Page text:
The United States of Mind is the only place of its kind in Indianapolis. Whether it’s a Saturday afternoon drum class, a Friday night poetry and music open mic, or a Sunday night drum circle, this colorful space pulsates with creative energy. Even the sidewalk outside along 40th St. radiates upbeat attitude. From drummers to poets to the down-on-their luck drunks who sometimes visit, everyone gets happier the closer they come to the front door.
T.J. Reynolds will be celebrating one year of poetry and music at the USOM on Aug. 29.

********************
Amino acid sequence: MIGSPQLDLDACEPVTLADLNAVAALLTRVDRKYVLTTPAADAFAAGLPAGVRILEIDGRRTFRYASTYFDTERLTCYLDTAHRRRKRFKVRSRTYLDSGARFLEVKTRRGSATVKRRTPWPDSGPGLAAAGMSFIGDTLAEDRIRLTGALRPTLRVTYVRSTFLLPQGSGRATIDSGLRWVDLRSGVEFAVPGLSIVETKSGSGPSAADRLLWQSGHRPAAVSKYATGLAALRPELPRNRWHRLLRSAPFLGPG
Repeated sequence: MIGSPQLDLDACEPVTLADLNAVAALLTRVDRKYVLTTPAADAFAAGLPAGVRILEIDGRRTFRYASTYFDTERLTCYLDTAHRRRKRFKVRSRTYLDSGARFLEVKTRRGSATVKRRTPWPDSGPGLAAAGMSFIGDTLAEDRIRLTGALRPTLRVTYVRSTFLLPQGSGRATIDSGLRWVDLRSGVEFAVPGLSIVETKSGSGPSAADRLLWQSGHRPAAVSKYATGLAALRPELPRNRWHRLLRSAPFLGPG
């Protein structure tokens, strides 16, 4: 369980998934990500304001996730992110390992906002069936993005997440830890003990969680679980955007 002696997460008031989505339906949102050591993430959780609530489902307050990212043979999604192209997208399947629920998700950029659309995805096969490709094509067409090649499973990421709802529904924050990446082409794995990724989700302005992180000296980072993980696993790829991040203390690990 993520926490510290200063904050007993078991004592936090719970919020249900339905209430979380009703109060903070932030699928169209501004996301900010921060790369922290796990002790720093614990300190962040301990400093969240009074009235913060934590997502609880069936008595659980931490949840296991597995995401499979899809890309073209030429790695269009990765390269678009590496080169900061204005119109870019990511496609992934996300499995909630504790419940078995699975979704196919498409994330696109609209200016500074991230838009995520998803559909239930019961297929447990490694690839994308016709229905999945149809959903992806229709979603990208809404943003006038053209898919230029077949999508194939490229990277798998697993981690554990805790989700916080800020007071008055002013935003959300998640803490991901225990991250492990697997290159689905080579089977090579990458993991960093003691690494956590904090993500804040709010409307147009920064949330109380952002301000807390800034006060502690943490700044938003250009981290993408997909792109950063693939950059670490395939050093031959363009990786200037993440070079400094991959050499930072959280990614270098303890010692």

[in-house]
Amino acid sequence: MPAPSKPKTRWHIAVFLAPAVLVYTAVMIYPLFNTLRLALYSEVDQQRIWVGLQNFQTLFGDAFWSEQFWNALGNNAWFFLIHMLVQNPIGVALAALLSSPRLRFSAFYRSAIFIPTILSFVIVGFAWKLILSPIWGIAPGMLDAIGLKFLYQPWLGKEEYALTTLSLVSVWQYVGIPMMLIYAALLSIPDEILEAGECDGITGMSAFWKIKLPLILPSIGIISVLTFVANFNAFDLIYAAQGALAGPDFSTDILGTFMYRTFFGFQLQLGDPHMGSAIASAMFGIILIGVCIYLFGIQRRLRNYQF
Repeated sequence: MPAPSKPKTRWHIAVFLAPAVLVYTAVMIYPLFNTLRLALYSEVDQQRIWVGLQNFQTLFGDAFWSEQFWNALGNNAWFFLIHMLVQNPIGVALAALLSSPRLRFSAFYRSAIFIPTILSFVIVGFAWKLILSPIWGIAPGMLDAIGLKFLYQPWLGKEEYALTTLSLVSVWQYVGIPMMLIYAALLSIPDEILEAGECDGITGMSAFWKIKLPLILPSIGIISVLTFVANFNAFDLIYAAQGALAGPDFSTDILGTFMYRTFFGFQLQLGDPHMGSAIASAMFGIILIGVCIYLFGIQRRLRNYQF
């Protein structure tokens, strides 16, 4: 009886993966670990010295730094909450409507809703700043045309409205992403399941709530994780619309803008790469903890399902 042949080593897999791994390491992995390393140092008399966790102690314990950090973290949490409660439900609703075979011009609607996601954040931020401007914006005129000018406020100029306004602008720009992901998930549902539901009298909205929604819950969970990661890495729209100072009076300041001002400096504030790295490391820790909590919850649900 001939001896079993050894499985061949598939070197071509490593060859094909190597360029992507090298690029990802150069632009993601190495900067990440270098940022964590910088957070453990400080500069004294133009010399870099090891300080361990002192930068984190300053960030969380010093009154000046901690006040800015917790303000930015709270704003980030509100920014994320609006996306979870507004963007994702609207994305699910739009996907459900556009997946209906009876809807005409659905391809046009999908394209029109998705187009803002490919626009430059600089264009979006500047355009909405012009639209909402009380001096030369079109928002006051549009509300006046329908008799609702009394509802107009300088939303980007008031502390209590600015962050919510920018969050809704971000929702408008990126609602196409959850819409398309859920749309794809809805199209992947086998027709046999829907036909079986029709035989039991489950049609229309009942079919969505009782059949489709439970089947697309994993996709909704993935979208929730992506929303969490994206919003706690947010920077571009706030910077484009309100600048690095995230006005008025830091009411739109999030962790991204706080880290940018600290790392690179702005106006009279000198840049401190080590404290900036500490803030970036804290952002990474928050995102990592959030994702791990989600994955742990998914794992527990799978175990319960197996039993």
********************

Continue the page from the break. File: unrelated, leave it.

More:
Despite the fact that no drum classes are going on, several regulars teach rhythms to a group of neighborhood kids on a summer Saturday afternoon. While the instruction usually cost seven dollars, T.J. Reynolds — one of the trio which runs the place — says they charge on a sliding scale. The main commodity at the USOM — a home for music, poetry and artistic expression at 40th and Boulevard – is “the vibe,” Josh Stradman explains, as he shakes thick yellow dreadlocks off his face. Along with T.J. and Ike Boyd, Josh is a founder and organizer at the USOM. Celebrating a milestone On Friday, Aug. 29, the USOM is throwing a party to celebrate its first anniversary. The reading starts at 9 p.m. T.J. — the half-comedian, half high-energy hip-hop poet host of the Friday open mic each week — says he’s only missed three readings in the entire first year. And he’s excited about the milestone. “This place has given me a lot, given us a lot,” T.J. says. “We want to have a nice celebration for everyone who’s been part of it and anyone else who wants to start.” The evening will even be recorded for later CD listening. “I just want to hold onto every moment here,” T.J. says, “because so much that happens here is gold.” For a place operating on a slim budget in a city where creative businesses come and go, the year milestone means plenty. It shows that the USOM is doing something people want, that people need. Ike isn’t surprised the place is still going strong. “Cool comes and goes. It’s like a fad. We know that this isn’t just a cool place to go for most people who come here. It’s a release valve,” Ike says. He’s an accomplished poet with a flair for the dramatic when he steps to the mic and a friendly, welcoming demeanor offstage. “People come here on Friday night to spread the love, to give up themselves and feel free. Everyone needs an outlet. Everyone needs this vibe.” A blessing and a blossoming Some come to the readings, which don’t even have the formal structure of a sign-in list, frightened of reading or singing in public. That soon changes. “This has been a real blessing for me and for a lot of people,” Ike says of the USOM. “This is our training ground. The seeds were planted a year ago. They are blossoming now.” On a given night, visitors will hear readers and musicians of various ages and cultural backgrounds step to the mic and share everything from raps to rants to love poems to traditional love songs. “Everyone is on stage here, it’s about giving everyone their chance to shine,” says Josh, a drummer now trying his hand at poetry. Another key to the USOM’s success comes from the organizers’ ability to get along. “We don’t get caught into our egos,” Ike says. “We’re not going to let ourselves get in the way. We’re not going to say ‘this is my spot.’ This place is bigger than us. It’s bigger than any individual. And it’s growing.” Drums are part of what sets the USOM experience apart from other poetry readings. During intermissions, the house band — which includes T.J. and Josh — pounds out an infectious beat. Some in the audience get up from the tables and chairs and dance. All are filled with the beat. “The drums disarm everyone,” Ike says. “They all feel it. People can’t deny the consciousness when the drums start.” Flooding the city with drums In an unassuming brown storefront, the USOM is a home for free poetic and musical expression by night and a world-class drum shop by day. It offers classes in traditional African and Middle Eastern drumming, and community drum and dance circles. The USOM is a genuinely altruistic establishment. With drum camps and community outreach programs, they take their drums, poems, energy and out into the city. The founders of the USOM considered their task of creating and maintaining this sacred space a duty and a privilege. After the closing of the Sambuza Hut, a restaurant in the neighborhood that hosted a weekly drum circle, the founders knew something had to be done. Joshua visited the Tuba Café, a neighborhood bookshop and café — in the space the USOM now fills — that would soon close its doors. Joshua noticed a door to the space next door was open and walked through it. There, he found a huge empty space and a free tai chi class in session. He knew immediately it would be perfect his new kind of drum shop. Traditional African drumming is taking off. Joshua noticed this trend a few years ago when working at The Sun, the Moon, and the Stars – one of the few longtime places in the city to buy drums. A drummer himself, Joshua was frustrated with the quality of drums in the shop. He wanted to open a drummers’ drum shop, one that offered the best quality and the best service. So he did. Having traveled all over the world, the proprietors at the USOM know good drums. They know what they’re made of and how to make them. And that’s just what they do: importing the best materials from Africa to make custom drums. With connections in Senegal, The Ivory Coast, and Guinea and a team of local drum makers the drums available at USOM are among the best in the world. “We want to flood this city with drums,” Reynolds says. The rhythm of the city That’s just what is happening on this Saturday afternoon in the heart of the city. With the front door thrown open, the music escapes to the street — rhythms ranging from simple to amazingly complex. Everyone in the drum circle, from experienced player to novice, fits in somewhere. As the drummers pound out their rhythms, break-dancers go nuts in the carpeted middle of the circle. This is a diverse group matched with beaming smiles and concentrated faces as they work to keep the beat. The vibe flows through all them, through every part of this place and out to the sidewalk in front and the city beyond it.